I’ve been reading a lot of books in that time and found a beneficial relationship between liberals and radicals. Though the two groups have at times been hostile to each other, they both were needed to instigate needed social changes in American society.
From what I read, it seems that a basic difference between the liberal reformer and the radical is the extent of the changes that they hope to bring to society.
Many apathetic and disaffected people ask me about my drive, dedication and determination to change those politics that are not right. They're going to do what they want regardless of what we say... How are you going to change these things... Washington is corrupt... These problems are too big
These are all things I hear. What our forefathers must be thinking. To see our own countrymen surrendering without having even fought. How can we take our country and hand it over to these corporations? Have we forgot what it is to be American? How did we get to this point were we handed it all over without any questions or accountability?
As an activist and organizer, I used to have a vision of my role in social change that kept me protected in a certain way from people and their problems. When I was a union organizer and community organizer, I spent countless hours at workers’ kitchen tables listening to their problems. Often they cried. I consoled. By a few months into a campaign, I knew enough about so many interconnected lives in a workplace or neighborhood for 100 John Sayles screenplays.
But my purpose wasn’t to help people, it was to “help them help themselves.” I wasn’t a social worker. In fact, as hard-nosed organizers, we were taught disdain for social workers who ministered directly to people’s short term needs. We were even advised by many of our mentors not to socialize with the people we were organizing, “because it could complicate things.”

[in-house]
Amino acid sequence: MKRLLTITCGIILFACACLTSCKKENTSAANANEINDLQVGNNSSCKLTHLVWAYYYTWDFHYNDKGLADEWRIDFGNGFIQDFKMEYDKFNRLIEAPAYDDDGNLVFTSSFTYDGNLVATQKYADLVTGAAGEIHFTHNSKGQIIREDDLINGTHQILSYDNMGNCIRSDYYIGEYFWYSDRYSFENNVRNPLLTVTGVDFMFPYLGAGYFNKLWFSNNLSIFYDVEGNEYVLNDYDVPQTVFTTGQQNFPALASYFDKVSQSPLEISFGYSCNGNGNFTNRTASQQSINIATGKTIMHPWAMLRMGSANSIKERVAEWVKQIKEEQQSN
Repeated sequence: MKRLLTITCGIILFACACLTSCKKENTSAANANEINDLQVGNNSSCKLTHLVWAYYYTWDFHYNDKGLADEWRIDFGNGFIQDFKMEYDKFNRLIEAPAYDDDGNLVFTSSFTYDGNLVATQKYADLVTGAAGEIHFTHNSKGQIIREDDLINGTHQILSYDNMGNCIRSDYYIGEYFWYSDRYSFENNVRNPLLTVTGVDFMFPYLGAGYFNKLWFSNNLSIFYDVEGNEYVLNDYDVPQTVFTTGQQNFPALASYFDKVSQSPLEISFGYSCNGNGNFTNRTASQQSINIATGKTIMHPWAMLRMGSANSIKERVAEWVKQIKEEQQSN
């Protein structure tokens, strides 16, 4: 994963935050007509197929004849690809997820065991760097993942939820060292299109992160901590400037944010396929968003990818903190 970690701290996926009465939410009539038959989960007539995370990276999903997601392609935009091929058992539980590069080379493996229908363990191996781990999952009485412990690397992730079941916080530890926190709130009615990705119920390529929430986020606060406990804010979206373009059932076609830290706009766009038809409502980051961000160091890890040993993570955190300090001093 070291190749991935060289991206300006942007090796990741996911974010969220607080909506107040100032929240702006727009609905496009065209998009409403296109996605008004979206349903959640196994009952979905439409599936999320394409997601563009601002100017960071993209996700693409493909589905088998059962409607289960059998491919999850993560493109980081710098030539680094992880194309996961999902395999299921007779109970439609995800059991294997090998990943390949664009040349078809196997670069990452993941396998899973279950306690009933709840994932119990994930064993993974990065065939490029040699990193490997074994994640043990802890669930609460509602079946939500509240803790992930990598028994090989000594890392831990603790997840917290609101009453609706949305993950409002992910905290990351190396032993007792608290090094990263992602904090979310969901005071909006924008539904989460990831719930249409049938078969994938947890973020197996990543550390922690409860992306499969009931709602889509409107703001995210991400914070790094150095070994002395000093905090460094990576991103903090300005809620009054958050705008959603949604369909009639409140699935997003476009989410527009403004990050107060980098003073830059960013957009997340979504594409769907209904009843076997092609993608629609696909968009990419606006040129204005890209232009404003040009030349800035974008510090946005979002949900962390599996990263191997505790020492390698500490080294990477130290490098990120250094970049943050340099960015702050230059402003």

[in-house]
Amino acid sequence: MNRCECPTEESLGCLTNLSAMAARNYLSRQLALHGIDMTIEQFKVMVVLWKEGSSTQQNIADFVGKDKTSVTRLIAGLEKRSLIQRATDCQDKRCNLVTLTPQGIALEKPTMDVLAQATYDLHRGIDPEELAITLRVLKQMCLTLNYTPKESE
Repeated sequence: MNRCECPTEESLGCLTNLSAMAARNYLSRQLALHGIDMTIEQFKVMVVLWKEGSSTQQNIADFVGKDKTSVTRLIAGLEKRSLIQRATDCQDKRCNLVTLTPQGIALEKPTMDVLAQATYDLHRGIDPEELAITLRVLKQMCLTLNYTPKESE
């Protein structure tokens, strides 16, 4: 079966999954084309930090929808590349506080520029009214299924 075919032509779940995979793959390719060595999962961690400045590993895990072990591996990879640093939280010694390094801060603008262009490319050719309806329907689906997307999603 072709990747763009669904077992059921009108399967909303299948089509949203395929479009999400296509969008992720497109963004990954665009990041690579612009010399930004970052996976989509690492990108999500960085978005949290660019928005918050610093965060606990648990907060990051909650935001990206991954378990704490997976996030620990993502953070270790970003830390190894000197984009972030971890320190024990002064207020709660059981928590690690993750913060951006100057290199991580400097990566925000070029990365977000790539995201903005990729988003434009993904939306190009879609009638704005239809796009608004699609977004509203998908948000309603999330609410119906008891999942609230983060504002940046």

When I met her, my wife Elizabeth became a new mentor to me. As a Christian who had always led a “missional” life, there had never been a time in her life when she wasn’t personally intertwined with a whole bunch of troubled lives....
My wife has given me many things that I’m grateful for since she came into my life. One of the nicest things she’s given me is a whole new range of music that I never listened to before.
When we first dated, one of the first places she took me to was an Indigo Girls concert in Berkeley. I had heard the name of Indigo Girls, but I never really listened to their music before. Ever since that concert, I really started listening to them, and found out they are deeply involved in progressive activism and promoting issues of peace and sexual equality.
I was tipped off to this outstanding video from a friend who went to the same high school as the kid who did this video. Justin Benefiel is an 18 year old senior at Yukon High School in Yukon, OK, and will be attending NYU in the fall. He only recently moved to Oklahoma. Where did he live before but our own Leavenworth, KS.
While living in Leavenworth, Justin saw the school's gay/straight alliance and a teacher accused of pushing homosexuality onto students. The school board got involved. Amusingly enough, Leavenworth, Kansas is the hometown of my favorite singer Ms. Melissa Etheridge. (Can't be a real Kansan without giving props to Melissa.)
Justin made this film to educate the public about tolerance, which he says he "believe is losing its identity in today's society."
I got a phone call from my friend, Mike Davis, this evening.
"Can you get some people together? DART (Dallas Area Rapid Transit) is reinstating their route through Turner Courts."
I immediately called Lori and Evette, who were at our Saturday Town Hall meeting with DART and had done their best to explain why bus service was needed through the apartments after 8:00. DART had promised that service would be reinstated by March 15, but didn't follow through on their promise. Their representative talked about statistics and dangerous conditions. Evette, Sheila, Lori, and Sylvia tried to help them understand the situation of people who get off work late and don't want to walk through a dark field at 10:00 at night; they told of people who take jobs based on bus service; Ms. Dana Arnette, with the Dallas Housing Authority, commented that she sometimes struggles to lease apartments because transportation is a concern for incoming residents.
Lori, Evette, Dana, Mike, and I met at Turner Courts at 10:00 this evening to anxiously await the bus's 10:15 arrival.
In today's newspapers, I've been reading a lot about the breach in the relationship between Senator Obama and Reverend Wright. It must be a painful time for both men, as it's tough whenever a conflict occurs. I can understand both sides though. If I were Obama, I'd be angry that any person is assuming that he can speak for Obama's real feelings. I think Reverend Wright should only speak for his own opinions and not assume he can speak for Obama. It must be frustrating for Obama to have to try to defend himself for opinions that he has never espoused. I can also understand Reverend Wright's side too, though. He must be frustrated to have his words be taken out of context by the media and to have his views be caricatured.